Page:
As you know, the reason we went to NYC was for a conference for parents and caregivers of children with PKD. I am SO glad that we went. I cannot describe to you the feeling of knowing that there are other families like your own. Families in the middle of waiting for kidney failure, monitoring growth, and taking care of children with special needs. We met a couple of families that we will keep in contact with, and if that were the only thing that we got out of the conference that would be enough! But it wasn’t all that we got!! I found it funny that when talking to other families, we would say, “Now do they have AR or AD?” It was so normal to us, but you could never get away with that in a regular conversation!!
Each time a speaker spoke, they allowed us to ask questions and we had whole time periods of Q&A. Plus on top of that the Dr.s ate with us and allowed us to personally ask questions too. I found that to be helpful. All the sessions were good. Overall, we got some new information on the kids’ blood pressure and we will be changing our diet to help lower blood pressure too. It was exciting to hear leading specialist describe and talk about the disease. She was very passionate and down to earth.
Here are some of the points I took away:
– Clearer understanding of the difference between the dominant and recessive form of PKD. (Where exactly the cysts are in/on the kidney)
– Clearer understanding of what CHF is, and where the kids are at. (Liver bile ducts get enlarged and clogged)
-Reminded us that the internet and Google are not the best sources of information for parents or doctors!
– Renal diets should contain foods that are low phosphorus, calcium, and potassium. We will have to cut out much more once the kids’ kidneys begin to fail. The dietitian recommended everyone should eat like a diabetic for a healthy lifestyle.
– The kidney failure slope is not even, there are many plateaus… I believe we are in a plateau right now!
– Being more aggressive with blood pressure medications can extend the life of the kidney 2-3 years.
– Monitoring blood pressure once a week can help the doctors determine accurate readings.
– Growth spurts can cause the kidneys to fail faster — yay for short kids!
– Life expectancy keeps getting longer
– The average age at which kidneys fail is older than we had originally been told
– Women with one kidney or kidney transplants can have a healthy pregnancy and have healthy children
– The dominate form of the disease can happen in children
– We MET and TALKED with other people like us!
Keeping in contact with our new connections! One of which being in Atlanta!
Now that we have learned more, we are going to be taking action to help the kids with their blood pressure and with their diet. We are going to be doing a diabetic/hypertension/clean/renal friendly diet. I have met with one of the dietitians here and let me tell you, it was a waste of my time. So, I have checked out almost every diabetic, hypertensive, clean diet recipe book from the library! I have read about the DASH diet (for hypertension) but some of the foods that are good for blood pressure are bad for kidneys. So, there is no perfect diet out there for our needs so I am making one up! I basically am taking all the good for kidney foods and working out from there! Danny suggested we all just do the diet together, yay! , but we will have to supplement more calcium and potassium in our breakfast and lunches so we don’t become deficient. The changes we are going to make are:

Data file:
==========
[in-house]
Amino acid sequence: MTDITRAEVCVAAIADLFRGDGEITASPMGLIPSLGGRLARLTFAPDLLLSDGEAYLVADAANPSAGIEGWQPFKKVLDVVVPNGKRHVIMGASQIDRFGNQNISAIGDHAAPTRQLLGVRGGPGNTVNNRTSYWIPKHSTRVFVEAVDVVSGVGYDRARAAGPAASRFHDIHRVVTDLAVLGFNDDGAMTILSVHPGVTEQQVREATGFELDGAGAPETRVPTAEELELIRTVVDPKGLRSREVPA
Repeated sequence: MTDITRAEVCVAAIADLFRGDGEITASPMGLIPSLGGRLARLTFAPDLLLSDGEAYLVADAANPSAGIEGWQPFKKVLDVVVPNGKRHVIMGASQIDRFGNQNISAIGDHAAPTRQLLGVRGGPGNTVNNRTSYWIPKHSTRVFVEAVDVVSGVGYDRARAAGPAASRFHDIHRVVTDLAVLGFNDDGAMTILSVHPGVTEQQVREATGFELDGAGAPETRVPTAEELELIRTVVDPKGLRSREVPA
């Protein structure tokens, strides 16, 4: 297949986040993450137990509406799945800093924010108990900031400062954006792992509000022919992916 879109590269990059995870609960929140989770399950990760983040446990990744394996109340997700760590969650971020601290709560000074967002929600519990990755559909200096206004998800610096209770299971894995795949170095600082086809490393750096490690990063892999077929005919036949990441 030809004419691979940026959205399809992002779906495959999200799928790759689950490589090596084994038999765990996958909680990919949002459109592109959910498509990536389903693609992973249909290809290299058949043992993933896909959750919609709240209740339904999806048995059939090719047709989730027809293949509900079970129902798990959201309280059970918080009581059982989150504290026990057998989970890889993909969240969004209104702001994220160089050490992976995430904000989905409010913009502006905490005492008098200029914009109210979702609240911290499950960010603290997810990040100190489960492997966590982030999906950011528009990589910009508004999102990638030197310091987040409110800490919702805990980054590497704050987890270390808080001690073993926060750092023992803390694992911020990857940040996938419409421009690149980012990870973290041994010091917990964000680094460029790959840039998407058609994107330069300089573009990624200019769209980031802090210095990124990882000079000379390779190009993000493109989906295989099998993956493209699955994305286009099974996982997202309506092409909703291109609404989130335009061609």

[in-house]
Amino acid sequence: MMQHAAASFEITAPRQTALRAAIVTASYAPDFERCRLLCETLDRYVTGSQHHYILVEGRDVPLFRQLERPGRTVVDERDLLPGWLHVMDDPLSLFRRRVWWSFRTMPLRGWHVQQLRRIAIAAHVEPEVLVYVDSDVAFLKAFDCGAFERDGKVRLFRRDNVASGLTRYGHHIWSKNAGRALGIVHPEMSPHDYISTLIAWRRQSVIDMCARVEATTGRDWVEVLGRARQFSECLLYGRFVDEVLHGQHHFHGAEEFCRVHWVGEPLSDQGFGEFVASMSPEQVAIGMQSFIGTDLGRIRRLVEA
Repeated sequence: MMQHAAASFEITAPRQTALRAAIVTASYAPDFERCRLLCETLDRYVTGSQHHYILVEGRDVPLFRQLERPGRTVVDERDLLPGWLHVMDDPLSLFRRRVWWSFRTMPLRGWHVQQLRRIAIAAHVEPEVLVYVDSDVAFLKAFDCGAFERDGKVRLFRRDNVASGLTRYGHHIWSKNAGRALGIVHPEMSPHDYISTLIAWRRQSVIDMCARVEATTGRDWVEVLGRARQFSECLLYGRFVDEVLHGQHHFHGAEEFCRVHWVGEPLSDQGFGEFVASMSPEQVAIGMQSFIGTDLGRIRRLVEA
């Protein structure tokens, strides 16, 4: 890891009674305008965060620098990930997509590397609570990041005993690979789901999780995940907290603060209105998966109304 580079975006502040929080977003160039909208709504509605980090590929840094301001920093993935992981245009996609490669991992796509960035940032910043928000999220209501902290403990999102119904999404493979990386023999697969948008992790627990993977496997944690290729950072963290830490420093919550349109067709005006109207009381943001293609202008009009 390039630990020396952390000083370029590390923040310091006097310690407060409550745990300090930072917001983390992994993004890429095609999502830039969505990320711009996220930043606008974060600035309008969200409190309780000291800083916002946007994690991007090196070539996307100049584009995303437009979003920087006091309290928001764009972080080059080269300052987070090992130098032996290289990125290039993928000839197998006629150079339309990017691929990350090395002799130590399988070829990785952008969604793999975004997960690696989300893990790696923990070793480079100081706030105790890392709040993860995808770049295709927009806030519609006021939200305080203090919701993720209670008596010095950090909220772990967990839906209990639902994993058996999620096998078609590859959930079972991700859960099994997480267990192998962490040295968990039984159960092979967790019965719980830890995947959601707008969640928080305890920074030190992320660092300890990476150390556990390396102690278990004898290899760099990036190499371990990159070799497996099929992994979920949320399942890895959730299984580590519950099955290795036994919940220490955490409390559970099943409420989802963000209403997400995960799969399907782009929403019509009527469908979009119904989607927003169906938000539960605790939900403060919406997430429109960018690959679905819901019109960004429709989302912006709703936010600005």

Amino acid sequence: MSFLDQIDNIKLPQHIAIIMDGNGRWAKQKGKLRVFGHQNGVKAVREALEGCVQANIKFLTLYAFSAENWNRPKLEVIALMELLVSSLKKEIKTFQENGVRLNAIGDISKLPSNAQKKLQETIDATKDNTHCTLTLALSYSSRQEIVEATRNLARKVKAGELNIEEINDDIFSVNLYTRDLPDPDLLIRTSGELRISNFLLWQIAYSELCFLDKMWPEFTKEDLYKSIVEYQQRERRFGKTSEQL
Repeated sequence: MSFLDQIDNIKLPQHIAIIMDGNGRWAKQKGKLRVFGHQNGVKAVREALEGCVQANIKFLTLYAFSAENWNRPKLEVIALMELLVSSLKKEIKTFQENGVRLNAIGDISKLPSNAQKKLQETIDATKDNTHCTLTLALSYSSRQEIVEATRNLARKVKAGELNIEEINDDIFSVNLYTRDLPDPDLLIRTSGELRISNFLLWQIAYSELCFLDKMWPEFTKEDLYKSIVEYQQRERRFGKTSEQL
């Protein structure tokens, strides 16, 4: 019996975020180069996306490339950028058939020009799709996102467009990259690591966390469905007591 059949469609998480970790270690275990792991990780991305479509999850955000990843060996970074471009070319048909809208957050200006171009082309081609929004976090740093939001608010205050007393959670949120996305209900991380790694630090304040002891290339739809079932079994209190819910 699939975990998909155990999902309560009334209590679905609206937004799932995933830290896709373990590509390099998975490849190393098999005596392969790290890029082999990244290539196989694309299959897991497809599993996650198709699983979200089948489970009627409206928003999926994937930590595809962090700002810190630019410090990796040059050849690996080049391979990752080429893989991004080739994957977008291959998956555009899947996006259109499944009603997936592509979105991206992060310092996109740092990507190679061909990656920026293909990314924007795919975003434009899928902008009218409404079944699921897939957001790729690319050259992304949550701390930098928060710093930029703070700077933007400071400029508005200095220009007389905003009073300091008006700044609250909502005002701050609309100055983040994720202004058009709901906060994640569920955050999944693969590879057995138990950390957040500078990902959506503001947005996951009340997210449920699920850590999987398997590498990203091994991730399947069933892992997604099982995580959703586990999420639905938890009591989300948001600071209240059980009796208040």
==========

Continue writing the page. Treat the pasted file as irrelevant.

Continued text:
-We will be switching up grains. Whole wheat and brown rice are best for you but they contain a lot of vitamins that the kidneys can’t process well when in failure. So, to compensate we will rotate between whole grains and white grains.
-Eating fish at least twice a week, once for lunch and once for dinner. Lean meat are good for the ticker and their bodies need the Omega-3s.
-Eating meat for dinner two times a week
-Consuming veggies and fruits that are kidney friendly, and not high in potassium, phosphorus and calcium
-Limit salt to one tsp a day – which I don’t use a lot of salt, but I have gotten rid of all salt based spices and prepared foods.
– Eating one vegetarian meal and one beans and rice meal for dinner once a week.
– Eating more foods that are antioxidants to help avoid oxidation.
I think that is about it! It has been fun reading and planning. I am hoping that maybe if we make these changes we will see some natural change in the kiddos blood pressure and maybe even Bentley’s pH balance.
The next change I want to make, is making suggestions at our next nephrology appointment about blood pressure monitoring. We hope to purchase a blood pressure cuff and a stethoscope to monitor blood pressure once a week a home. Monitoring at home will help us see how we can progress. I also hope to have our nephrologist help me understand the labs more and help me chart things on my own so when our Dr. retires (hopefully not soon, but definitely before the kids are 18) or when transplants happen, I understand my kids needs more. Understanding the labs can also help me figure out what they need to eat too!! Because we are past diagnosis and “survival mode,” I finally feel like I am at a place where I am comfortable and ready to be very knowledgeable.
So, as you can see we learned a lot and that is only what I processed. There was a lot that I am sure that I missed! We were so grateful for the opportunity to go and learn!! Thanks for being interested!!
xo, nikki :)
PS- I had a moment, a brief one, when the Dr. were describing the lab rats and I thought, “Aww, poor rats!” and had to remind myself that it was for our benefit! Silly, I know?!